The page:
Only 11 of 23 trials were included in this outcome analysis, since most trials did not report variance around the weight change value. Within 6 months of initiating therapy with thiazolidinediones, the average weight gain was
+2.7 kg (95% CI, 1.8 to 3.7 kg).The studies were heterogeneous (χ2 = 111.47; P<.001), but drug grouping was not a predictor of the heterogeneity (P>.10). Additional analyses were done to examine the contribution of the Japanese trials to the heterogeneity. The Japanese trials5- 7 included subjects with an average BMI of 25, whereas most studies outside of Japan were conducted in obese individuals (BMI = 30 in average for most studies). For Japanese trials only, the average weight gain was +0.73 kg (95% CI, 0.23 to 1.23 kg) and homogeneous (χ2 = 0.67; P<.71), whereas the non-Japanese trials resulted in a +3.3 kg weight gain (95% CI, 2.5 to 4.2 kg) and remained heterogeneous (χ2 = 43.54; P<.001).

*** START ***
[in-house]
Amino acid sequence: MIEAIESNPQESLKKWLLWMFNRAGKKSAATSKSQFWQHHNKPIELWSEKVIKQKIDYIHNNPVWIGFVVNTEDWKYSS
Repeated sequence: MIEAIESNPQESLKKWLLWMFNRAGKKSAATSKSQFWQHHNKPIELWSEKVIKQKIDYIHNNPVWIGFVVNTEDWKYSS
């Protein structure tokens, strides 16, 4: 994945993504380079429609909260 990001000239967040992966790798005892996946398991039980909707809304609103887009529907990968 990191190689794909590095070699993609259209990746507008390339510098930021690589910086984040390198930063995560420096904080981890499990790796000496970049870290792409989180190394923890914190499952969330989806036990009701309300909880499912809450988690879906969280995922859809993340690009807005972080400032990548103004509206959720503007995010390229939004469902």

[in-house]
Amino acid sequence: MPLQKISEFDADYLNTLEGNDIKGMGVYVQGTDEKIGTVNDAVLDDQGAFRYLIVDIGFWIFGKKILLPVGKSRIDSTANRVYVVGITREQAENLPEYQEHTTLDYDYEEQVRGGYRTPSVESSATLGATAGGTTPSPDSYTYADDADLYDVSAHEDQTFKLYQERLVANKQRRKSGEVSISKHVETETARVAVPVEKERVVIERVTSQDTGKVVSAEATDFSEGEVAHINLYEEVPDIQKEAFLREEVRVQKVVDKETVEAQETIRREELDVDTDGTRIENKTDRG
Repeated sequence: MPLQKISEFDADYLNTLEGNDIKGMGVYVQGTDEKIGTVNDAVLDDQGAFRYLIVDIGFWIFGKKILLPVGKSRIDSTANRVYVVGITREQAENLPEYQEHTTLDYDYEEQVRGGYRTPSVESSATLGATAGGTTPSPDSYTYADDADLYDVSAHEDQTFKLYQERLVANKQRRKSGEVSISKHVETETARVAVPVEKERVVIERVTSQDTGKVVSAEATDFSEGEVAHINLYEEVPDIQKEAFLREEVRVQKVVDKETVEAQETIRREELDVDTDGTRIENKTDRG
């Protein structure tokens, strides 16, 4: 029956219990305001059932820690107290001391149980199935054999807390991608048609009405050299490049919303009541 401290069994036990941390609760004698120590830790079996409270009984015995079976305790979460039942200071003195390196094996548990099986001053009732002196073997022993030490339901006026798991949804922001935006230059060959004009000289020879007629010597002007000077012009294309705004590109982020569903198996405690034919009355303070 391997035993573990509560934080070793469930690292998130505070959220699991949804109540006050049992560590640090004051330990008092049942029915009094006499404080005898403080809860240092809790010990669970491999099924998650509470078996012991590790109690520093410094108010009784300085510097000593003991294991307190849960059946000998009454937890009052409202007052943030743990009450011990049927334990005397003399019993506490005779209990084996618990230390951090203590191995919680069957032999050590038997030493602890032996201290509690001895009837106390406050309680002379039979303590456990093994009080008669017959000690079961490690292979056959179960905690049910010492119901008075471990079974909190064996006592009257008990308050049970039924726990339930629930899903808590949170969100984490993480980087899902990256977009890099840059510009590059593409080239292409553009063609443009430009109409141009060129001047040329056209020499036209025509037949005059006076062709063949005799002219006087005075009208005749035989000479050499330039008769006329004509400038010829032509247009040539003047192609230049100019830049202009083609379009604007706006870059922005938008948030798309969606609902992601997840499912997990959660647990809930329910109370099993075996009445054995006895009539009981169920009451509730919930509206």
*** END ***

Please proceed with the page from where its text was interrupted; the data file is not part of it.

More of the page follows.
Type 2 diabetes mellitus is more than a disease of glucose metabolism, being associated with a number of metabolic abnormalities, including obesity, insulin resistance, hyperinsulinemia, increased waist circumference and visceral adipose tissue, hypertriglyceridemia, low HDL-C level, small dense LDL-C particles, and high blood pressure.37,38 These abnormalities typically occur in clusters as part of the insulin resistance syndrome (the metabolic syndrome), which precede and predict the development of type 2 diabetes.39 Since all of these abnormalities are recognized risk factors for CVD, it is not surprising that individuals with the insulin resistance syndrome, with or without type 2 diabetes, are at increased risk of CVD.40- 43
Because 80% of patients with type 2 diabetes have the metabolic syndrome,44 its components are appropriate targets to evaluate the benefits of emerging therapies for type 2 diabetes.